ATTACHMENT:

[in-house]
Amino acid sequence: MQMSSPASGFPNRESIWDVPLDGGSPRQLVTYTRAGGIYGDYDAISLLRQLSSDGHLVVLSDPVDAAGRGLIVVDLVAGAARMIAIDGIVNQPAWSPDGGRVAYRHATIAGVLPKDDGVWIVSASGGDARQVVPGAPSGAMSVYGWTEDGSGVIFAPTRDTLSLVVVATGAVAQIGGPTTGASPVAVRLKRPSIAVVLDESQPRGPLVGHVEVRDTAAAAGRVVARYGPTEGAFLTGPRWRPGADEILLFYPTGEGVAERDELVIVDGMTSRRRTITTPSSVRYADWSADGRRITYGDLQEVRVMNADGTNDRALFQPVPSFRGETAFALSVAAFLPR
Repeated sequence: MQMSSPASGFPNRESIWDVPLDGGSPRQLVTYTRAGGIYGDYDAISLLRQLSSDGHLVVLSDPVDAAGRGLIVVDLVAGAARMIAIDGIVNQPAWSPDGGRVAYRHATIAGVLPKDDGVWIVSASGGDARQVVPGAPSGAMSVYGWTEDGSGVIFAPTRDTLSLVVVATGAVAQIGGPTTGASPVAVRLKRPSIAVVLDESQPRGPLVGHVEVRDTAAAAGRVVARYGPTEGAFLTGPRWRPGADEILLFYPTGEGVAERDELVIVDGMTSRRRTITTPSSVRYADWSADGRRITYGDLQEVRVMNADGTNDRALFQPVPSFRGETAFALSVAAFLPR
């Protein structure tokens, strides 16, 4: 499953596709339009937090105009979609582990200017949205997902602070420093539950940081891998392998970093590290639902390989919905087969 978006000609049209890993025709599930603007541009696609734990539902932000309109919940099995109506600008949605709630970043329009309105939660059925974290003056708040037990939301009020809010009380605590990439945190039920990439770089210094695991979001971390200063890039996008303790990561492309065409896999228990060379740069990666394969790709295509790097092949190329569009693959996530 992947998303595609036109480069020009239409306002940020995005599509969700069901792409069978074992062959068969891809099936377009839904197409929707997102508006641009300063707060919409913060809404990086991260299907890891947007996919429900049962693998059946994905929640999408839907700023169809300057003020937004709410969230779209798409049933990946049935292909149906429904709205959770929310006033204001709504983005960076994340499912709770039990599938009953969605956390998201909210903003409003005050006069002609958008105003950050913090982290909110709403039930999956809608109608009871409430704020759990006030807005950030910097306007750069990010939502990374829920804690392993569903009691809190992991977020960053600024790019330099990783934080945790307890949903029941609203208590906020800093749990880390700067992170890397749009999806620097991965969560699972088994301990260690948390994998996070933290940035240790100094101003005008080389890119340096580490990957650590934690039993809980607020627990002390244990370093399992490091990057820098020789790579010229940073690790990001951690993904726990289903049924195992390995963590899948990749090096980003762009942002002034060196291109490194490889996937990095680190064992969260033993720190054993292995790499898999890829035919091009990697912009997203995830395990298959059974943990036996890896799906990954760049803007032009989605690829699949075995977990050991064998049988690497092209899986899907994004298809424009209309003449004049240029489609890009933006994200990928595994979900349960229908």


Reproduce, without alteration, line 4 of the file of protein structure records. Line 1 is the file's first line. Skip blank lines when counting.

């Protein structure tokens, strides 16, 4: 499953596709339009937090105009979609582990200017949205997902602070420093539950940081891998392998970093590290639902390989919905087969 978006000609049209890993025709599930603007541009696609734990539902932000309109919940099995109506600008949605709630970043329009309105939660059925974290003056708040037990939301009020809010009380605590990439945190039920990439770089210094695991979001971390200063890039996008303790990561492309065409896999228990060379740069990666394969790709295509790097092949190329569009693959996530 992947998303595609036109480069020009239409306002940020995005599509969700069901792409069978074992062959068969891809099936377009839904197409929707997102508006641009300063707060919409913060809404990086991260299907890891947007996919429900049962693998059946994905929640999408839907700023169809300057003020937004709410969230779209798409049933990946049935292909149906429904709205959770929310006033204001709504983005960076994340499912709770039990599938009953969605956390998201909210903003409003005050006069002609958008105003950050913090982290909110709403039930999956809608109608009871409430704020759990006030807005950030910097306007750069990010939502990374829920804690392993569903009691809190992991977020960053600024790019330099990783934080945790307890949903029941609203208590906020800093749990880390700067992170890397749009999806620097991965969560699972088994301990260690948390994998996070933290940035240790100094101003005008080389890119340096580490990957650590934690039993809980607020627990002390244990370093399992490091990057820098020789790579010229940073690790990001951690993904726990289903049924195992390995963590899948990749090096980003762009942002002034060196291109490194490889996937990095680190064992969260033993720190054993292995790499898999890829035919091009990697912009997203995830395990298959059974943990036996890896799906990954760049803007032009989605690829699949075995977990050991064998049988690497092209899986899907994004298809424009209309003449004049240029489609890009933006994200990928595994979900349960229908």